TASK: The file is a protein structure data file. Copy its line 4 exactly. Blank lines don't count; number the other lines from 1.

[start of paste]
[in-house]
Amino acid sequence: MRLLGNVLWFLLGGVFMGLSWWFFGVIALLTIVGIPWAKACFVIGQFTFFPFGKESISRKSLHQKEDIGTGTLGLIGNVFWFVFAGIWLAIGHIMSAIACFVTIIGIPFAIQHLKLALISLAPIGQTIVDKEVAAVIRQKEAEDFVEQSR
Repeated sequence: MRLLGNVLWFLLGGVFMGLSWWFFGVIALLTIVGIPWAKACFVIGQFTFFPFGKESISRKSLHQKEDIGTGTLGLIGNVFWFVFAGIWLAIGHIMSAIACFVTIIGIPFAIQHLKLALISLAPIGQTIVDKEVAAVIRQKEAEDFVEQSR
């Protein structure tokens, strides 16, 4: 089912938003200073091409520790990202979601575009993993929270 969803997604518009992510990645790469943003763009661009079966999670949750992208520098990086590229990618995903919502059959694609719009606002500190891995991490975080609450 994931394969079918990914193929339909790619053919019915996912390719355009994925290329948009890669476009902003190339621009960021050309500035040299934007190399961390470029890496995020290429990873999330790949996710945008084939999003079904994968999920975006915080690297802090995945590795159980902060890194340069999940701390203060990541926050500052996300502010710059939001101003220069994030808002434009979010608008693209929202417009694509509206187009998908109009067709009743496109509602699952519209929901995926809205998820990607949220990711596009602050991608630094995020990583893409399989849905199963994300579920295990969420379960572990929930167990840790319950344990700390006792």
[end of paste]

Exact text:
């Protein structure tokens, strides 16, 4: 089912938003200073091409520790990202979601575009993993929270 969803997604518009992510990645790469943003763009661009079966999670949750992208520098990086590229990618995903919502059959694609719009606002500190891995991490975080609450 994931394969079918990914193929339909790619053919019915996912390719355009994925290329948009890669476009902003190339621009960021050309500035040299934007190399961390470029890496995020290429990873999330790949996710945008084939999003079904994968999920975006915080690297802090995945590795159980902060890194340069999940701390203060990541926050500052996300502010710059939001101003220069994030808002434009979010608008693209929202417009694509509206187009998908109009067709009743496109509602699952519209929901995926809205998820990607949220990711596009602050991608630094995020990583893409399989849905199963994300579920295990969420379960572990929930167990840790319950344990700390006792």